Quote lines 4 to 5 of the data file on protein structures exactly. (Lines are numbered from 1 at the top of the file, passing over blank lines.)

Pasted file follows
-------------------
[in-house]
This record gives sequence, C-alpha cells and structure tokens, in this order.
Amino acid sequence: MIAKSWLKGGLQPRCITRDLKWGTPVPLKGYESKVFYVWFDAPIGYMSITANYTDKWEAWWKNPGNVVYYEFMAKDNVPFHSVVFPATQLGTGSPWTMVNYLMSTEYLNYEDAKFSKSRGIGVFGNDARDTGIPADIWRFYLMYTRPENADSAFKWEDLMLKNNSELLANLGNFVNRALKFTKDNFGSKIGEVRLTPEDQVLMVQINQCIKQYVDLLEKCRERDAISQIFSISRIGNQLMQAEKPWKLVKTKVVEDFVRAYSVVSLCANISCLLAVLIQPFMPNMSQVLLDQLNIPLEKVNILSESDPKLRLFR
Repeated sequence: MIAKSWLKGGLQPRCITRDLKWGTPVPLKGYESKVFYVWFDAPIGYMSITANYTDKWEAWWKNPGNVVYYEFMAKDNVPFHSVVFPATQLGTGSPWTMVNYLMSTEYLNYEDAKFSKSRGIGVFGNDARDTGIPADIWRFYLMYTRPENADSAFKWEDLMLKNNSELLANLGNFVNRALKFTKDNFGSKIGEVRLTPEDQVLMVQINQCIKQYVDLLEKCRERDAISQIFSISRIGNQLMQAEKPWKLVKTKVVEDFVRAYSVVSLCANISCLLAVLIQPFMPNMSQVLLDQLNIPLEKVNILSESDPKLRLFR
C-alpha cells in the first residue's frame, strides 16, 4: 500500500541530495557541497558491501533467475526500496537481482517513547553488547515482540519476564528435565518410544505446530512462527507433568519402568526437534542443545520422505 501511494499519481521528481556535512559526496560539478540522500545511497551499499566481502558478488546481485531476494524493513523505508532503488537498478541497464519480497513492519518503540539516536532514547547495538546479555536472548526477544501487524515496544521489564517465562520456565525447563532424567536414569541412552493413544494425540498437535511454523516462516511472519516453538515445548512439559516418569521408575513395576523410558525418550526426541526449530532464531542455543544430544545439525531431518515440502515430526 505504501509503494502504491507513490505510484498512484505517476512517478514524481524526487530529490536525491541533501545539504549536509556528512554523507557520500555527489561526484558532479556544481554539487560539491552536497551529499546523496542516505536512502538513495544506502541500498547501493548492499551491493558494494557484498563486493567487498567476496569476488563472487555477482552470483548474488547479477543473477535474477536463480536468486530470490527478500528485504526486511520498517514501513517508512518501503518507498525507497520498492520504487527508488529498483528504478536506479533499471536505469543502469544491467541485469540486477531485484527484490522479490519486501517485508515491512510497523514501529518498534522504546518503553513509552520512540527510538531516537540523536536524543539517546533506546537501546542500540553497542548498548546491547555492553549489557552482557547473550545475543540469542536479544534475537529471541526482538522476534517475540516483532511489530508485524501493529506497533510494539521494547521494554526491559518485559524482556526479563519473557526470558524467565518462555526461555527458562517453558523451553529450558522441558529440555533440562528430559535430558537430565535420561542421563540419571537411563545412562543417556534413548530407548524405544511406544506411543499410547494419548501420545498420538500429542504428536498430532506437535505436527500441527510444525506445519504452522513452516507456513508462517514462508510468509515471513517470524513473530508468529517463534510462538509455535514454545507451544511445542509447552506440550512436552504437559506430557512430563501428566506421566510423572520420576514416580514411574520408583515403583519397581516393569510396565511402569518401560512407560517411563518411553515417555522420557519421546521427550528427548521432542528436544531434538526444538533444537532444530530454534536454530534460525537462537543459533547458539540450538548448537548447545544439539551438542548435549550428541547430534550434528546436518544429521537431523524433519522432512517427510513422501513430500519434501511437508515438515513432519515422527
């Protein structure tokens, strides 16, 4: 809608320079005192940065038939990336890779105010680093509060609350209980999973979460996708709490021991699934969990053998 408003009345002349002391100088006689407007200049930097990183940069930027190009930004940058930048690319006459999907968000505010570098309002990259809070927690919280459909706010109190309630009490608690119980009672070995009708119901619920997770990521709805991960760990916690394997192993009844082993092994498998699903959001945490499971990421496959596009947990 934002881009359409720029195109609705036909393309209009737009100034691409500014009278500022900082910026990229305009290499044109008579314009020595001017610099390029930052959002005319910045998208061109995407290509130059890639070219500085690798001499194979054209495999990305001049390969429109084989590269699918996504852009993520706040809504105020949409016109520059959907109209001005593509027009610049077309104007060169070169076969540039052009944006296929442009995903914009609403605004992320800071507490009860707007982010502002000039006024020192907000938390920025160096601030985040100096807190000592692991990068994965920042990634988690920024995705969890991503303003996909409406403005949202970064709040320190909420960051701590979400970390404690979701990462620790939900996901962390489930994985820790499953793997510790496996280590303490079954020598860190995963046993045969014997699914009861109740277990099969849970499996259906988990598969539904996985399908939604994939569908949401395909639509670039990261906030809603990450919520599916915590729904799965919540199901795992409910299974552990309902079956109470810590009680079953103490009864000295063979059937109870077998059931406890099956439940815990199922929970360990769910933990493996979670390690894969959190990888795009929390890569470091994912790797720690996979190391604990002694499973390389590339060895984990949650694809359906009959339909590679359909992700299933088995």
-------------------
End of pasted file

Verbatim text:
Repeated sequence: MIAKSWLKGGLQPRCITRDLKWGTPVPLKGYESKVFYVWFDAPIGYMSITANYTDKWEAWWKNPGNVVYYEFMAKDNVPFHSVVFPATQLGTGSPWTMVNYLMSTEYLNYEDAKFSKSRGIGVFGNDARDTGIPADIWRFYLMYTRPENADSAFKWEDLMLKNNSELLANLGNFVNRALKFTKDNFGSKIGEVRLTPEDQVLMVQINQCIKQYVDLLEKCRERDAISQIFSISRIGNQLMQAEKPWKLVKTKVVEDFVRAYSVVSLCANISCLLAVLIQPFMPNMSQVLLDQLNIPLEKVNILSESDPKLRLFR
C-alpha cells in the first residue's frame, strides 16, 4: 500500500541530495557541497558491501533467475526500496537481482517513547553488547515482540519476564528435565518410544505446530512462527507433568519402568526437534542443545520422505 501511494499519481521528481556535512559526496560539478540522500545511497551499499566481502558478488546481485531476494524493513523505508532503488537498478541497464519480497513492519518503540539516536532514547547495538546479555536472548526477544501487524515496544521489564517465562520456565525447563532424567536414569541412552493413544494425540498437535511454523516462516511472519516453538515445548512439559516418569521408575513395576523410558525418550526426541526449530532464531542455543544430544545439525531431518515440502515430526 505504501509503494502504491507513490505510484498512484505517476512517478514524481524526487530529490536525491541533501545539504549536509556528512554523507557520500555527489561526484558532479556544481554539487560539491552536497551529499546523496542516505536512502538513495544506502541500498547501493548492499551491493558494494557484498563486493567487498567476496569476488563472487555477482552470483548474488547479477543473477535474477536463480536468486530470490527478500528485504526486511520498517514501513517508512518501503518507498525507497520498492520504487527508488529498483528504478536506479533499471536505469543502469544491467541485469540486477531485484527484490522479490519486501517485508515491512510497523514501529518498534522504546518503553513509552520512540527510538531516537540523536536524543539517546533506546537501546542500540553497542548498548546491547555492553549489557552482557547473550545475543540469542536479544534475537529471541526482538522476534517475540516483532511489530508485524501493529506497533510494539521494547521494554526491559518485559524482556526479563519473557526470558524467565518462555526461555527458562517453558523451553529450558522441558529440555533440562528430559535430558537430565535420561542421563540419571537411563545412562543417556534413548530407548524405544511406544506411543499410547494419548501420545498420538500429542504428536498430532506437535505436527500441527510444525506445519504452522513452516507456513508462517514462508510468509515471513517470524513473530508468529517463534510462538509455535514454545507451544511445542509447552506440550512436552504437559506430557512430563501428566506421566510423572520420576514416580514411574520408583515403583519397581516393569510396565511402569518401560512407560517411563518411553515417555522420557519421546521427550528427548521432542528436544531434538526444538533444537532444530530454534536454530534460525537462537543459533547458539540450538548448537548447545544439539551438542548435549550428541547430534550434528546436518544429521537431523524433519522432512517427510513422501513430500519434501511437508515438515513432519515422527